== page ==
I was watching the sun set a while ago, and musing about that magical time of day that exists from the last rays until time for young ‘uns to go in for dinner — or “supper,” if you grew up in the South.
I don’t suppose kids today notice it all that much, what with soccer practice, computer games, and other distractions, but back in the days of black and white TV (two channels available if you were lucky and nothing but news in the early evening) us kids were almost invariably running around the neighborhood at twilight, for the last few minutes of fun with our friends before settling in with the family to eat and watch “Lucy,” or “The Ed Sullivan Show.”
This was, among other things, a time when it was OK to converse with girls. I’m not sure why, but the “girls/boys have cooties” tabu seemed to be suspended for that period. Social interactions with older kids were less likely to end in teasing, or worse, as well. It seemed as though everyone, in trying to squeeze those last few minutes of freedom out of the waning daylight, had not only a heightened sense of immediacy, but of tolerance as well.
Younger kids were more likely to be permitted to join in games of hide ’n’ seek, for instance. This was pretty cool, because at that time of day, hide ’n’ seek took on a different dimension. There were more shadows. Perceptions were strained. A kid could hide practically in plain sight- – perhaps gaining the edge that less speed or cleverness denied him or her at other times. (Flashlights, of course, were verboten…not that any of us knew the word, or would have used it if we did.) A bush at the side of a house became sanctuary. If you climbed a tree (no one ever looked in trees) you could watch as the others crept around and sometimes keep your hiding place through another “it,” if time permitted. Sometimes — oh joy, oh horror — you might even find yourself sharing a hiding place with a (insert appropriate person of the attractive gender), a level of intimacy to remain unmatched until the first fumblings in a parent’s car some years later.
Then, too, there was the simple mystery of its being almost dark. In today’s world of light pollution it is difficult for a person living in a city — or even in a small town — to imagine what the night was like in the days when street lights (the unbroken ones) had only 150-watt bulbs. Most places, even in town, it was dark! Familiar places ceased to be so. Kids raised on an oral tradition of ghost stories and a diet of Robert Louis Stevenson and other less literate but equally adept chroniclers of the creepy got p-r-e-t-t-y imaginative not too long after the sum went down! Not that we believed all that stuff, of course…. Nonetheless, many a kid got creeped out if he had to pass, too long after dusk, a cemetery or the house where the crazy old lady lived.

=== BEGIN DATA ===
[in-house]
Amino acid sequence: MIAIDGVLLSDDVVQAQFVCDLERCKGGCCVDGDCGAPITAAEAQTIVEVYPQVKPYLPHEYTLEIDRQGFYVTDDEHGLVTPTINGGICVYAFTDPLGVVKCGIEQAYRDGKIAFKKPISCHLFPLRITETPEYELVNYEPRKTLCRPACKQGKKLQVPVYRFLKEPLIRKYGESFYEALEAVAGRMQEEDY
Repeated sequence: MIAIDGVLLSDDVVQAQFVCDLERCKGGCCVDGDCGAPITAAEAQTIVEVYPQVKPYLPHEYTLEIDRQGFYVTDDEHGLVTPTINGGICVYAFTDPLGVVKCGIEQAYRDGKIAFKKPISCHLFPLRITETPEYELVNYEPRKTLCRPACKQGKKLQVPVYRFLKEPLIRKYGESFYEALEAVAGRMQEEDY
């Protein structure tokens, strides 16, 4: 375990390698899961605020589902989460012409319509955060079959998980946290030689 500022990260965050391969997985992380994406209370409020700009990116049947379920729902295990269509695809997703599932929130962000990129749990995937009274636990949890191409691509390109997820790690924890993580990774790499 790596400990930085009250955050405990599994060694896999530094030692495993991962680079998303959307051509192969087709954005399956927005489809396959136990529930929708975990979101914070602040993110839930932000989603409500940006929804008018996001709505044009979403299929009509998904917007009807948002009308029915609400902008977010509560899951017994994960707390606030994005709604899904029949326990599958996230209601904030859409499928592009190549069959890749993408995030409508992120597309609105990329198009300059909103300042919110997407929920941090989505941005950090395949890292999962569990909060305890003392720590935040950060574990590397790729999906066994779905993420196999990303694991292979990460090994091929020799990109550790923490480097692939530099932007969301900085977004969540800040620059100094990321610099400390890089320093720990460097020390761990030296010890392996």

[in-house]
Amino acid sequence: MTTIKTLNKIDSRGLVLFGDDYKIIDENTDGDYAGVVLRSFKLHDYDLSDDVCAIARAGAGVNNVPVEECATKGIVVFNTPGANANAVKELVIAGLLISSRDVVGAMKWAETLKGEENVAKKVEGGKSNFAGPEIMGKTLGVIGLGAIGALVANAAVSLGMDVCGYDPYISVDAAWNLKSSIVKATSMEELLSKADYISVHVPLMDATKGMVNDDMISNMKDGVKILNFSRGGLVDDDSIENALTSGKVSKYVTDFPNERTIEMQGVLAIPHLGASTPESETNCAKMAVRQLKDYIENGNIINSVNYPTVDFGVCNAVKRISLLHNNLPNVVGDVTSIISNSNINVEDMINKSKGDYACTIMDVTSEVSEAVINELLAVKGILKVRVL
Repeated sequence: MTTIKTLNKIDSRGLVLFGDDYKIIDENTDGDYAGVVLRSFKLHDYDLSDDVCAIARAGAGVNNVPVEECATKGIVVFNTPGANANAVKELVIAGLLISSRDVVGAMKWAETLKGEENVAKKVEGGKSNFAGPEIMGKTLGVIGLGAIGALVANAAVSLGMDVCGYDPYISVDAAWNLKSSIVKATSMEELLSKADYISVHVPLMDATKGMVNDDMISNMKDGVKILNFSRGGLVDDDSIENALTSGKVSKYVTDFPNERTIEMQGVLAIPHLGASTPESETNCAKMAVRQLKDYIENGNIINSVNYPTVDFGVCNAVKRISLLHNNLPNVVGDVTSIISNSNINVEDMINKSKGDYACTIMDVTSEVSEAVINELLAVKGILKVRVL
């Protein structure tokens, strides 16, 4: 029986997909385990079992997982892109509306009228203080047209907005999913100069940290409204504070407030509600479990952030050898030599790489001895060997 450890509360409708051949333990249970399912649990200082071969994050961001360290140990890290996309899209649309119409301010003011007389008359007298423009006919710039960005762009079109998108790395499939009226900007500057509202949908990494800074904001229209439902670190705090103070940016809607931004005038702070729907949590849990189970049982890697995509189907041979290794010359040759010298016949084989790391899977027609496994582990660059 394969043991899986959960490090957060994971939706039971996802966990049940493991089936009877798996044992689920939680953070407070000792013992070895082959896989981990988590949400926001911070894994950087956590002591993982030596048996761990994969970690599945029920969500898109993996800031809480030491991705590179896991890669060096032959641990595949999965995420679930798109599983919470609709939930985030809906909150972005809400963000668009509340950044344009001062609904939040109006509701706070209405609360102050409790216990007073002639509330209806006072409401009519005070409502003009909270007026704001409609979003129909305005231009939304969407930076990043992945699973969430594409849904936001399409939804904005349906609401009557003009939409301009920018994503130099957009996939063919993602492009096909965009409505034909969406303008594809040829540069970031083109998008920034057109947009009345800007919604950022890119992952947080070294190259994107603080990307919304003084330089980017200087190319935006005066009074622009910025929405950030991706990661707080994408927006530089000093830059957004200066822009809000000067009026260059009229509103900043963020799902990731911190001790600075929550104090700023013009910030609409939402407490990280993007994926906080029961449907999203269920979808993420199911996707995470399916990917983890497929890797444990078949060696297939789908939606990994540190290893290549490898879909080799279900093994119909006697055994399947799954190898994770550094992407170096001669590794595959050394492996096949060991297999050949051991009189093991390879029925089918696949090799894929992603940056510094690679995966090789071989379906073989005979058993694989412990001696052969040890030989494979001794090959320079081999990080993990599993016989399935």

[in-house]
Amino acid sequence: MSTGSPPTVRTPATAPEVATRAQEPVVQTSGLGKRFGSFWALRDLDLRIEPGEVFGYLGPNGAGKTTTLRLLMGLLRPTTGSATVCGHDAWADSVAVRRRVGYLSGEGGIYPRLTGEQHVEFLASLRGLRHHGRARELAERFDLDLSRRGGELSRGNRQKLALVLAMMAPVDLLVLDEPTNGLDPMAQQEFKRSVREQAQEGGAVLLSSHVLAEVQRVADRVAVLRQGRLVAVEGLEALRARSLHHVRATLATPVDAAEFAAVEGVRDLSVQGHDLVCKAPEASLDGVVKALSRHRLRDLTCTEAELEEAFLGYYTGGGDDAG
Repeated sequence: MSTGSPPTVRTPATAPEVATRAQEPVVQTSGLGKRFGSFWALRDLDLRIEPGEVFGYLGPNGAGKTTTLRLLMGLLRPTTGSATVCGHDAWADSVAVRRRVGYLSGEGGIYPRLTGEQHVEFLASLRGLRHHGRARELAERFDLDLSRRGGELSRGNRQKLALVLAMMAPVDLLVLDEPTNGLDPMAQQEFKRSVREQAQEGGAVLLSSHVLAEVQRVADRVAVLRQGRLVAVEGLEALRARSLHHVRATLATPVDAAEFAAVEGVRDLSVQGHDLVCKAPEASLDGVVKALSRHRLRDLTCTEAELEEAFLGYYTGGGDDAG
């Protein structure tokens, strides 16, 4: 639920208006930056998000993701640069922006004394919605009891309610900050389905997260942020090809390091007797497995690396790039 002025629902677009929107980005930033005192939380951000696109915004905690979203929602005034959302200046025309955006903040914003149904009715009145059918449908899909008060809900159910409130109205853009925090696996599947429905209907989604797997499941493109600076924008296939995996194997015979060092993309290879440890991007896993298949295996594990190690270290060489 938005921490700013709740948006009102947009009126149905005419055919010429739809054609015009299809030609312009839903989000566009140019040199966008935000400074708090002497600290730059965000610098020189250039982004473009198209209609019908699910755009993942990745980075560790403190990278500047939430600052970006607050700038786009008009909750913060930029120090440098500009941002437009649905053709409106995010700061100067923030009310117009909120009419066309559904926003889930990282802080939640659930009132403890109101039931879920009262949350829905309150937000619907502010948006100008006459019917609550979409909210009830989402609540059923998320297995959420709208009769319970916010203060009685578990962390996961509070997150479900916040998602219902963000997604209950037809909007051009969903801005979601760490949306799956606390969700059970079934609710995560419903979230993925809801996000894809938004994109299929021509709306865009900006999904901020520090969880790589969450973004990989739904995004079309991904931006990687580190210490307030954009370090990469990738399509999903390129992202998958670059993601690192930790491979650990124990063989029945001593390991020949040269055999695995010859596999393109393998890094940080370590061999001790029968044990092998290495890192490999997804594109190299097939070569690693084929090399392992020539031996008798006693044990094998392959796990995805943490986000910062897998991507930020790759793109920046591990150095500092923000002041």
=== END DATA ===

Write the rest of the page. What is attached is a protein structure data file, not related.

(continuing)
At that hour, it was possible to suspect that perhaps those weren’t just “lightning bugs” out across the field toward the edge of the woods. The hoot of an owl or the whistle of a whip-poor-will sounded completely different when you were out in the dark with them. The dog across town that chased sticks when you threw them in the lake took on a whole new dimension when he barked. And that moment of delicious terror when your best friend jumped out and scared the bejeezus out of you was a thrill that many may have sought in later years, but few (I think) found.
We weren’t all that naïve, in many ways. By age ten or so, many — if not most — of us were more or less convinced of the excellent chance that we could someday end up as part of a radioactive cloud in the stratosphere. (None of us, mercifully, were aware of how close we came on a few occasions.) We knew of broken homes and abused kids, although perhaps fewer, and certainly less talked-about, than today. Just about every kid of my generation knew another who had been crippled by polio. We had pressures to conform, to succeed, to do well, just as kids do today. But we had one thing that many kids today may never have: those magical moments before supper, and the certainty that supper and our loved ones were just a few minutes away.